INTERNATIONAL CHOPIN CONFERENCES INTERNATIONAL CHOPIN CONFERENCES

Confrernce 2002 Confrernce 2002

Warszaw 6-7 December 2002

II International Conference, entitled Chopin’s Work. His Inspirations and the Creative Process in the Light of Sources, took place on 6th and 7th December 2002. It was second in a cycle of yearly conferences organized in December by the Frederic Chopin Institute 

The topics of the conference centred around the sources, i.e. preserved authentic autographs, autographs with the composer’s corrections, drafts, first editions. The materials contain invaluable information on the artist’s creative process, his inspirations, methods of working on compositions and modifying its particular elements, final corrections, etc.

Session One: Inspirations and contexts

The first session (Friday morning, December 6) was devoted to the context and inspirations of Chopin’s music from the point of view of his manuscripts. One of the issues that arouse during the session was the historic context of the composer’s creative process, addressed by Prof. Jan Stęszewski (Poznań University) and the question of Chopin’s music being an inspiration for 19th century European music, presented by Prof. Jean-Jeacques Eigeldinger (Geneva University) and exemplified by „a melody attributed to Chopin”. Prof. Mieczysław Tomaszewski (the Academy of Music in Krakow) explained in detail a reverse process – Chopin and his reception of Polish popular patriotic song as well as its underestimated position in Chopin’s melodic material.

Session Two: Sources and source editions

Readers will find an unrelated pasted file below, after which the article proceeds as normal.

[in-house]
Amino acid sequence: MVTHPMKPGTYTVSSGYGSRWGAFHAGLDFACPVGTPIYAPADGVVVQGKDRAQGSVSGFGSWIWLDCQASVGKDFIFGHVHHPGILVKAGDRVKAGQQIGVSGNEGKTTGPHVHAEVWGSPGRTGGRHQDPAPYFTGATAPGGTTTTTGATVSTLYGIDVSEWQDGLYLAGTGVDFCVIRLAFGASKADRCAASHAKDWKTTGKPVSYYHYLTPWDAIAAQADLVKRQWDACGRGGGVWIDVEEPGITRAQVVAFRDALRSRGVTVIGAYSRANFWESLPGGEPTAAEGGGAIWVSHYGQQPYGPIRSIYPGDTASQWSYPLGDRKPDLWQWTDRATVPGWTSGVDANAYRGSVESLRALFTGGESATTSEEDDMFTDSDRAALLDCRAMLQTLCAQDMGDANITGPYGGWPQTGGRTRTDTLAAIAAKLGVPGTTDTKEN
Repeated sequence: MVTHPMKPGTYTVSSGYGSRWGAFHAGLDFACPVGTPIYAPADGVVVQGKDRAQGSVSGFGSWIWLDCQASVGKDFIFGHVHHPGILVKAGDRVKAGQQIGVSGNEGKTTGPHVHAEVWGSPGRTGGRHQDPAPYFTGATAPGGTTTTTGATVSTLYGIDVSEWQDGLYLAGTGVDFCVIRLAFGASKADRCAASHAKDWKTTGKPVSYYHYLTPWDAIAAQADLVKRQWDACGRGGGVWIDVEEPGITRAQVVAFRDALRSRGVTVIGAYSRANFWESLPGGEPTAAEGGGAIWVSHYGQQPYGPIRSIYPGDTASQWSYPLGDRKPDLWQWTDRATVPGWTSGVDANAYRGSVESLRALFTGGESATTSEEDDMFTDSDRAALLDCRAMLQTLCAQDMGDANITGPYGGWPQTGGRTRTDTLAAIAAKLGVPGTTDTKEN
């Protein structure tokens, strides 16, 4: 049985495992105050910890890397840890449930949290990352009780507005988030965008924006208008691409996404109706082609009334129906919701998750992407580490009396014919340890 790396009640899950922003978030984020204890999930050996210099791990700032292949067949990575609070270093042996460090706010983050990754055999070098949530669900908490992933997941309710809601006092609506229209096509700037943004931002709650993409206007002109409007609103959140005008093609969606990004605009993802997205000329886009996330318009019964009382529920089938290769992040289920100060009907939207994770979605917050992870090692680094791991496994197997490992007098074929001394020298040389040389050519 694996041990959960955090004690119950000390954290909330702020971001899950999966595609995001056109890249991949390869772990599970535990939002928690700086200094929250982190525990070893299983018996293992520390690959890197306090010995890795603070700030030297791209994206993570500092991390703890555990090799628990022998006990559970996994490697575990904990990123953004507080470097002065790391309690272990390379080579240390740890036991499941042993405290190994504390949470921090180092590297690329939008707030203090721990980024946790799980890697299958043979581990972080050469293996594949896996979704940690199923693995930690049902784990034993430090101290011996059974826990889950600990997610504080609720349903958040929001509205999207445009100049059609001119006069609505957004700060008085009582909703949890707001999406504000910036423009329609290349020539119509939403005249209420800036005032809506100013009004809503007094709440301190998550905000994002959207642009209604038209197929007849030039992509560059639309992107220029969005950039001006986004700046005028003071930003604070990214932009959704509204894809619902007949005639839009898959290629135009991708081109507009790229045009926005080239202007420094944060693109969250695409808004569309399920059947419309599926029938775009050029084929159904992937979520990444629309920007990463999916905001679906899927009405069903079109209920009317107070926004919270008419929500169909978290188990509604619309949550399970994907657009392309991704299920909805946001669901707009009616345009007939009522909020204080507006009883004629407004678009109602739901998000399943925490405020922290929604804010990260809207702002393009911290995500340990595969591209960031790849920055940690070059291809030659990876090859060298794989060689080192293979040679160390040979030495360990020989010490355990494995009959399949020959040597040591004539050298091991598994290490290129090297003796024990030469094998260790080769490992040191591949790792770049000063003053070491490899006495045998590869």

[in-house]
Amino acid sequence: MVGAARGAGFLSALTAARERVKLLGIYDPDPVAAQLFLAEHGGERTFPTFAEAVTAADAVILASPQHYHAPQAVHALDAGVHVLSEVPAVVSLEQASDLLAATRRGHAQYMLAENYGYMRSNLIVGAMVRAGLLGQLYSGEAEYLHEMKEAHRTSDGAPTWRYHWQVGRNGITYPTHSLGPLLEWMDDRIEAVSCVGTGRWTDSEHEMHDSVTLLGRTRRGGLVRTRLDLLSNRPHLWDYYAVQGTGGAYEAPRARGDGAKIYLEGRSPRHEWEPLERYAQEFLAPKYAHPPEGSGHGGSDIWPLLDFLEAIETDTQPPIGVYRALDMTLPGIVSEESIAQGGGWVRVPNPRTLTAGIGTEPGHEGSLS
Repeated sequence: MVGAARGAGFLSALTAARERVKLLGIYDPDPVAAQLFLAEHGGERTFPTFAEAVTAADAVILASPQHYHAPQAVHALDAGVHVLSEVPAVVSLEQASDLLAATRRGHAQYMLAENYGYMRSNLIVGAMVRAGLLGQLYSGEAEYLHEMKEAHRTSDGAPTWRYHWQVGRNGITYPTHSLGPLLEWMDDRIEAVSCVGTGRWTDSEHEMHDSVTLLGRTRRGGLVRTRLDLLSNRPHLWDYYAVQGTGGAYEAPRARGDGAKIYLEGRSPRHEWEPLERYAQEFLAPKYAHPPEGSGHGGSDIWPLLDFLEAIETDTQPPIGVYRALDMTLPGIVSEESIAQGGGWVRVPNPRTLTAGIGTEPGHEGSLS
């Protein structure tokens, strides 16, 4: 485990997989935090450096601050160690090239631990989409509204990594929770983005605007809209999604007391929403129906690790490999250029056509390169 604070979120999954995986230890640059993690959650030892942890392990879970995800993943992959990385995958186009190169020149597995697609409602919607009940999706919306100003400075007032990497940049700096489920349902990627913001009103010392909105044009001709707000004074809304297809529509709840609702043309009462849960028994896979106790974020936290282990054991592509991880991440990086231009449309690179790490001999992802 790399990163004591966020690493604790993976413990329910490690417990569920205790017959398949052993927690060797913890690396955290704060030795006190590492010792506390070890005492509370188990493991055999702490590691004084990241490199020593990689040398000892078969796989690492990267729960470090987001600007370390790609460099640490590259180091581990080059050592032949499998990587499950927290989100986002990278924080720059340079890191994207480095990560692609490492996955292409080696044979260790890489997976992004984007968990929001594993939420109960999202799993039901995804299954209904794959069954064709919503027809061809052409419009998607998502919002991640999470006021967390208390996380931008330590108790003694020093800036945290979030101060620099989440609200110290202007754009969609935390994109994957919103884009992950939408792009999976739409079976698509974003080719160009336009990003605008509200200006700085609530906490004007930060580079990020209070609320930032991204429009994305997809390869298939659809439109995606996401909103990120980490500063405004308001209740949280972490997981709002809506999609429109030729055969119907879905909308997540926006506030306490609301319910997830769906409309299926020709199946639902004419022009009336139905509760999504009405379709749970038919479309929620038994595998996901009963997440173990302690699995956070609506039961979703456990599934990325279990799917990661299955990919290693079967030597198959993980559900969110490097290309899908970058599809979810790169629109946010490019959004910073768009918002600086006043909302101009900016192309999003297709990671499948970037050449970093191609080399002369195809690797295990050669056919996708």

The second session (Friday afternoon, December 6) was devoted to issues immediately associated with the sources, i.e. the musical material written by Chopin himself, his copyists and that included in the first editions of is works. The opening lecture by Dr hab. Zofia Chechlińska (Jagiellonian University) dealt with a general problem of typology of Chopin’s manuscript modifications. Unlike many other composers, once the decision to publish a manuscript was made, Chopin decided on its general, from then on unchanged structure, at the same time introducing numerous minute variations of local importance. Prof. John Rink (London University) presented the issue of errors and modifications appearing in the process of copying music by Chopin himself, who was frequently made to perform the activity, although he did not particularly like it. It is very often difficult to define which differences between source editions were intended and which occurred as a result of an error; the lecture presented the evaluation criteria for those differences. The other part of the session was a discussion between two editors of two different source editions of Chopin’s score: Paweł Kamiński (National Edition of Complete Works of F. Chopin)  and Chritophe Grabowski (Peters Source Edition). Although the two editions agree as to the general idea (both are based on critically analysed source material, both presenting variations in places where the source has more than one version), they differ in the approach to the central text of the edition. Peters Edition strives for the consistency of the source, i.e. ideal accordance of basic musical material of an edition with the text of one source, while National Edition aims at recreating the most plausible “ideal” content of the central musical text. As a result the basic text and  variations differ from one edition to the other. Although the representatives of the two editorial approaches remained unmoved in their believes, the exchange of ideas and a major discussion allowed for better understanding of the two stands, diverse philosophies and methodologies.